Wait, Coffee Is A Seed?

coffee tree-1

Hello again! In this edition of the Zen Café Blog, we’re going to explore some fun facts about coffee that you might not be aware of (or at least I wasn’t aware of before I started working for a coffee company). Coffee is so common as to be essentially ubiquitous, but discussions about it tend to center on one of three things; 1) how coffee is roasted (i.e., light, medium, dark, French, Italian, etc), 2) how coffee is brewed (i.e., pour over, coffee machine, french press, etc), 3) and how coffee tastes (i.e., sweet, bitter, robust, etc). These are all important topics which this blog will cover in due time, but today I’d like to focus on something a little bit different; what is coffee?

That may sound like a dumb question with an obvious answer; it’s the liquid gold which we all know and love for its great taste and uncanny ability to enliven us in the morning. That’s not incorrect, but I’d like to trace that question back a bit further. What is coffee before it’s a beverage? What is it before it’s roasted? Heck, what is it before it makes it off the farm?

Though we call coffee a bean, turns out it’s actually a seed. More accurately, it’s a seed found in the cherry of the coffea plant, a plant which comes in two main varieties; arabica and robusta, both of which originated in Africa. You heard me right; coffee isn’t a bean grown in the ground, but rather, essentially the pit of a cherry. Nifty, right? Here’s a picture of a coffee tree so you can get a better idea of what I’m talking about.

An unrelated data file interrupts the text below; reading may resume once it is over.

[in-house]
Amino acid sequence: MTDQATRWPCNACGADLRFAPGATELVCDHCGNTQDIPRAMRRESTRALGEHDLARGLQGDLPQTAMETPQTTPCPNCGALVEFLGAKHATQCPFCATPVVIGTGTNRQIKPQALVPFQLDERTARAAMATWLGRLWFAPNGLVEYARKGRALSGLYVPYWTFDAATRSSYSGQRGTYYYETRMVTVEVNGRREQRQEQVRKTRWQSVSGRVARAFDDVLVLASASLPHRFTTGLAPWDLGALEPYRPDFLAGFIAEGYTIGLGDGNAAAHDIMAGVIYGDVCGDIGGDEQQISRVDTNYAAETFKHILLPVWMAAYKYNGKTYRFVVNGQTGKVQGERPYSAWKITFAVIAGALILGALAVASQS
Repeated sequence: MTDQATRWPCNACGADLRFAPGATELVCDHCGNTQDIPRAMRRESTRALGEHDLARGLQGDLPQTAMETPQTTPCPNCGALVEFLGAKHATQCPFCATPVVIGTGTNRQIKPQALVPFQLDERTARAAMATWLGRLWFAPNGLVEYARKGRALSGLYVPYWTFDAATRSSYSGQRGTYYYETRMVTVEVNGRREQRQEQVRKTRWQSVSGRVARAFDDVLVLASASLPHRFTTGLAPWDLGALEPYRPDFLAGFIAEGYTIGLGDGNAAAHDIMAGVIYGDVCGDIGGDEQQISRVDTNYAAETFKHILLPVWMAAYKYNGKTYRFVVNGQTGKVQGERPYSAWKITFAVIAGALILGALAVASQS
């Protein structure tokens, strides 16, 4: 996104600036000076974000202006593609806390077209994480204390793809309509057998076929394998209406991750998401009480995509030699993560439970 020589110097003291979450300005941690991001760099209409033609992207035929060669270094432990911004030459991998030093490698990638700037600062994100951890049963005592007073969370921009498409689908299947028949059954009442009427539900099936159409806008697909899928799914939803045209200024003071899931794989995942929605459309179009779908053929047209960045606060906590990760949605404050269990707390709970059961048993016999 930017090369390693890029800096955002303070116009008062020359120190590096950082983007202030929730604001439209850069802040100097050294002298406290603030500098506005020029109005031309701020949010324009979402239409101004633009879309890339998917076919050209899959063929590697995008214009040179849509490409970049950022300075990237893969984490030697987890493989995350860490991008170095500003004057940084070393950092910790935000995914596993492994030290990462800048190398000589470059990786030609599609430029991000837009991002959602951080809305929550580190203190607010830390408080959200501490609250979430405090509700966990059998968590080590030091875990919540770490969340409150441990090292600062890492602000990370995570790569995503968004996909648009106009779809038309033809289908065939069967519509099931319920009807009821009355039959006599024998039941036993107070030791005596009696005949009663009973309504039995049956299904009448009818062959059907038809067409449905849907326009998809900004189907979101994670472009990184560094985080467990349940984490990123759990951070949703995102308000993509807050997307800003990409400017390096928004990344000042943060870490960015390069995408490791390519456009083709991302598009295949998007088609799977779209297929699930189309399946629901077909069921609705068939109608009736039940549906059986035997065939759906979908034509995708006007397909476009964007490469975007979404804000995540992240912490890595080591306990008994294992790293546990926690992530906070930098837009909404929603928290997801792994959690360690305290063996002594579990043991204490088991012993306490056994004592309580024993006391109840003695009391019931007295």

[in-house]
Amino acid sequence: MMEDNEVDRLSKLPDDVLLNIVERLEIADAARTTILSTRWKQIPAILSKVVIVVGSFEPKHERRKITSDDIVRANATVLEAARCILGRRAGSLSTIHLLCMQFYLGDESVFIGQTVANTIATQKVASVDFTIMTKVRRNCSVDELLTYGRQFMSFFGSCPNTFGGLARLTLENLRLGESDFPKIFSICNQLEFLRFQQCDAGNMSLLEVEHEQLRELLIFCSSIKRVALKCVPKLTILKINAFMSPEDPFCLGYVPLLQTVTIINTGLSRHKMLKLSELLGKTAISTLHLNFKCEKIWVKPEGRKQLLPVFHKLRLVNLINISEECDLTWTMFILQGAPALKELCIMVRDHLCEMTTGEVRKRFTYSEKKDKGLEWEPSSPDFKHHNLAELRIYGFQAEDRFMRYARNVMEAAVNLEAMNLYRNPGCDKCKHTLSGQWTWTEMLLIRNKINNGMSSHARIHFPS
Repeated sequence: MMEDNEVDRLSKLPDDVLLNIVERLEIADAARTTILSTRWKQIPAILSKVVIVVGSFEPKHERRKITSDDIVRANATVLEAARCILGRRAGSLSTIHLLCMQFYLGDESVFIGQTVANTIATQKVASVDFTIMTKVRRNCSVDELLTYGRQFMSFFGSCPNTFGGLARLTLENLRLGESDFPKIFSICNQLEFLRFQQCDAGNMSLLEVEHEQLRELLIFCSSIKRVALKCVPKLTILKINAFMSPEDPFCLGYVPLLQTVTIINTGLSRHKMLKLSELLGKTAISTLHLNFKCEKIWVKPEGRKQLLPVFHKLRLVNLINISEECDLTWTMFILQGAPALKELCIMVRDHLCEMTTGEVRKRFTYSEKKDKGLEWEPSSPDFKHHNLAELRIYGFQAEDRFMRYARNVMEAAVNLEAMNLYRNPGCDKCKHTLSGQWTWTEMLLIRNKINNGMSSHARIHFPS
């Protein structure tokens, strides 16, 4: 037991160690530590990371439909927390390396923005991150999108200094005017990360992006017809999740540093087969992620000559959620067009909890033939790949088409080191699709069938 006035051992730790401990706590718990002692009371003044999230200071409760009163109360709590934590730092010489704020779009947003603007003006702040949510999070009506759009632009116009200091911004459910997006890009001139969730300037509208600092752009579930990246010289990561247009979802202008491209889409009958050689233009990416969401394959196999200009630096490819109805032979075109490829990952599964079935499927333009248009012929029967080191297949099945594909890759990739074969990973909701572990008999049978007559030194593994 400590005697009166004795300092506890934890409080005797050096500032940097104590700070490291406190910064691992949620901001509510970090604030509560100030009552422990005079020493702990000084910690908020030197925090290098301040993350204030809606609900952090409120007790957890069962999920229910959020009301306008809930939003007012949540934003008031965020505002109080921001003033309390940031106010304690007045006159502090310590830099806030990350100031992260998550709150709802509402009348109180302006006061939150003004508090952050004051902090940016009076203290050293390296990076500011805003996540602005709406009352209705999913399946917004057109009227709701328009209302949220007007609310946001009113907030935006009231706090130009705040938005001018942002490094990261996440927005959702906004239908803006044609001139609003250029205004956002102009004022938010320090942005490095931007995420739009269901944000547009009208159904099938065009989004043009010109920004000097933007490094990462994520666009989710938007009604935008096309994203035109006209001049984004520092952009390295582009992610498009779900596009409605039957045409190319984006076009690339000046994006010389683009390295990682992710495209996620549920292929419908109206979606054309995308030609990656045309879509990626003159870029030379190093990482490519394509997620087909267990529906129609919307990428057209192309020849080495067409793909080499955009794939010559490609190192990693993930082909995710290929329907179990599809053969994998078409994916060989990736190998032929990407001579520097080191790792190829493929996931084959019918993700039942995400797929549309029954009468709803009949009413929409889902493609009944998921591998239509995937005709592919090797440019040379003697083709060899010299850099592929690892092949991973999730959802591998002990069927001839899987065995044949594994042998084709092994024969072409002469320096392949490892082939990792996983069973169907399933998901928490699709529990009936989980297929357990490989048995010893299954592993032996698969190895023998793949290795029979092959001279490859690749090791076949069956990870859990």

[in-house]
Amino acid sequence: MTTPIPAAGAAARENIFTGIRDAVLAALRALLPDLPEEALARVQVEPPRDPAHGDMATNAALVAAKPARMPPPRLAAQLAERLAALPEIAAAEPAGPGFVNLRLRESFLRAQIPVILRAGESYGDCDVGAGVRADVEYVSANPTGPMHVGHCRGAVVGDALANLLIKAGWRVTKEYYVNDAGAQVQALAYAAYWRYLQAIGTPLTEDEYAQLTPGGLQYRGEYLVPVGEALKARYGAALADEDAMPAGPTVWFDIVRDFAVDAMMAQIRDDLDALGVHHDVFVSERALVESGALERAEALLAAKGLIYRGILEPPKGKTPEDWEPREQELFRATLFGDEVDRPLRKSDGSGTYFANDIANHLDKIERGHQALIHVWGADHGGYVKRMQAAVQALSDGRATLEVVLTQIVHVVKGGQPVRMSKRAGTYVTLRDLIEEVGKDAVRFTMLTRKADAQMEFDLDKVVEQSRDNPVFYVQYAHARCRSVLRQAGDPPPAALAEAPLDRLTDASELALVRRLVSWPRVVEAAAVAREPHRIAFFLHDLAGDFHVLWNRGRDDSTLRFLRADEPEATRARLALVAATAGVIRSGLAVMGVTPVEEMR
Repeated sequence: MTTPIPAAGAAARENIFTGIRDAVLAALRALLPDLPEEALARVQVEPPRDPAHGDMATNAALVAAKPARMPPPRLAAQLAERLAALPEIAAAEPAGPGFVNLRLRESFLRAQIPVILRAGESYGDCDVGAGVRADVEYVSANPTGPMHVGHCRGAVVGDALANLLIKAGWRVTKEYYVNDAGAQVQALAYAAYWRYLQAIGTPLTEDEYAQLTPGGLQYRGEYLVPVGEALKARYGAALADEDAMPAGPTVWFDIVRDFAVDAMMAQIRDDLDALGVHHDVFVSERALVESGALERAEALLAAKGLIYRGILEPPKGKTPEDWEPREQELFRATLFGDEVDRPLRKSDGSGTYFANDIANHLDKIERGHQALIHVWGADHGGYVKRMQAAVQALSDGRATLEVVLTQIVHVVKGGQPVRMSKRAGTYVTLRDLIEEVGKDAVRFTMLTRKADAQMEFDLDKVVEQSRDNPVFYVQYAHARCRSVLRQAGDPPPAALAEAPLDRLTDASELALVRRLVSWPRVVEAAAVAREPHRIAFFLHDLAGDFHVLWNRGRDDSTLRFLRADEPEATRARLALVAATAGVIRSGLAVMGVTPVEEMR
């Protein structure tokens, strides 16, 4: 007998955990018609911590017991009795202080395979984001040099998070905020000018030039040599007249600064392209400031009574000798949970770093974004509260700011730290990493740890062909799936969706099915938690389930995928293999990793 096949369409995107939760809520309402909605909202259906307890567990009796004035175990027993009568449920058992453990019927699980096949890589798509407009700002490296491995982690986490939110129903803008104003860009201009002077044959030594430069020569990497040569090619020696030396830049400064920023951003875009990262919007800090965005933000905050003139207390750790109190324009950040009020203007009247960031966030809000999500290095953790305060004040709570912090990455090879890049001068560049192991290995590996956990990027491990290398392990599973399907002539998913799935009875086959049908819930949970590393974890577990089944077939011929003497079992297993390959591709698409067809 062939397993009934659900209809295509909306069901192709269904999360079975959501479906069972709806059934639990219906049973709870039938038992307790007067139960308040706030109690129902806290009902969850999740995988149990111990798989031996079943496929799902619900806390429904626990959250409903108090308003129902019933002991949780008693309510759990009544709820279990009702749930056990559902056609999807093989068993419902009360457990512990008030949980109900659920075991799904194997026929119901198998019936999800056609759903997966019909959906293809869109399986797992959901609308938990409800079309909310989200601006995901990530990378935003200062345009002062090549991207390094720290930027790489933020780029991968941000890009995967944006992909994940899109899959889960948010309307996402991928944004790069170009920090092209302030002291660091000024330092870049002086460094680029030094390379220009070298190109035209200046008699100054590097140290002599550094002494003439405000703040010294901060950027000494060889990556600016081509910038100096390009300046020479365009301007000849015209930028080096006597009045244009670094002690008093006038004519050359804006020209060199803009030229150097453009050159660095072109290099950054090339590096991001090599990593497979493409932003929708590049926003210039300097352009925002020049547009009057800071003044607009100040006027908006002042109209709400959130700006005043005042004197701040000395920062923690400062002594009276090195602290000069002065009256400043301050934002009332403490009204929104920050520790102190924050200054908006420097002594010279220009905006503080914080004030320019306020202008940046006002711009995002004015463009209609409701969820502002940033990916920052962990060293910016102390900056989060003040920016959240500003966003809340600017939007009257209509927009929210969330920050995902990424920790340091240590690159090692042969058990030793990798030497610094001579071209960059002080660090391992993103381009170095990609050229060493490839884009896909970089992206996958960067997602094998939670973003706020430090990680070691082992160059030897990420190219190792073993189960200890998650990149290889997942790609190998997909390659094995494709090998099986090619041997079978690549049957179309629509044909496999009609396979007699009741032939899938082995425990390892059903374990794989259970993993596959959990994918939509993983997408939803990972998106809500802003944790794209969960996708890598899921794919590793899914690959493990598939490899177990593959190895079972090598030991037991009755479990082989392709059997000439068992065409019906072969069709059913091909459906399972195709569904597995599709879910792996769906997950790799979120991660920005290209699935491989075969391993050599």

coffee tree-1

Now, I said above that there are two basic varieties of coffee plant; arabica and robusta. The most common type of coffee used in the speciality industry (and consequently the type of coffee Zen Café deals in) is arabica. The reason for this is simple; the arabica plant is less bitter than robusta and is perceived to have a greater number of flavor permutations. Because of this difference in taste (and partially due to its higher caffeine content), robusta is primarily used in instant coffee, but it also finds a home in some espresso blends as a result of its ability to produce a thick crema (the golden foamy head on a shot of espresso).

Within the broad category of coffee arabica, there exist a great many subcategories, or varietals of the coffee plant–far too many to list. The awesome mural in our roastery (painted by Zen Cafe’s own Kelly Stombaugh) gives you some idea of the many many different types of coffee grown throughout the world, all of which have different physical, chemical, and flavor characteristics.

coffee varietals-1

Coffee varietals tend to vary by country of origin, which is part of what makes coffees from different parts of the world taste distinct from one another; for example, coffee varietals grown in Ethiopia tend to be earthy, fruity and acidic, whereas those grown in Brazil tend to be less acidic and have a more chocolatey character. This element of coffee growing is not especially well understood (at least by me), however, and must be taken in combination with farming/processing  practices and growing conditions in order to understand the uniqueness of a coffee’s cup profile.

I’ve probably talked your ear off by this point, so we’ll stop for now. Next time, we’ll get into the importance of the other two elements of coffee growing I mentioned above; farming/processing practices and growing conditions. See you soon!

Bret

Information for this post found at these sites:

http://www.coffeegeek.com/opinions/cafestage/02-01-2006

http://www.coffeeresearch.org/agriculture/coffeeplant.htm

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